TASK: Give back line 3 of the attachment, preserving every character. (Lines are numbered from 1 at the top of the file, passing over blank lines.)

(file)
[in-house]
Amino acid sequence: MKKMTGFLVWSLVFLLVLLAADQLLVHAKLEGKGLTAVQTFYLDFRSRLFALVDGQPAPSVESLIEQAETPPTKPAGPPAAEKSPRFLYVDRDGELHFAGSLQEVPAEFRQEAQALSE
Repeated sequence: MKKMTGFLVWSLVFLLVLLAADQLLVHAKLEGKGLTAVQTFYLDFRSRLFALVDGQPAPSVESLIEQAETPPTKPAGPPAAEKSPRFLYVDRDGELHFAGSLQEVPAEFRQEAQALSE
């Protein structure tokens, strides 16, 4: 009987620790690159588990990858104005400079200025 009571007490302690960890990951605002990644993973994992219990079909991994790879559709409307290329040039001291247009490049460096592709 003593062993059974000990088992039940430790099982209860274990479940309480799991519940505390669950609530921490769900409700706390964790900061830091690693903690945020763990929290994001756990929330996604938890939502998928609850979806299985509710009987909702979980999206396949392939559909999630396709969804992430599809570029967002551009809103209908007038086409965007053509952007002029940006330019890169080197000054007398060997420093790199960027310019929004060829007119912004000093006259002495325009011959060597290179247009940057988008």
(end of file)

Repeated sequence: MKKMTGFLVWSLVFLLVLLAADQLLVHAKLEGKGLTAVQTFYLDFRSRLFALVDGQPAPSVESLIEQAETPPTKPAGPPAAEKSPRFLYVDRDGELHFAGSLQEVPAEFRQEAQALSE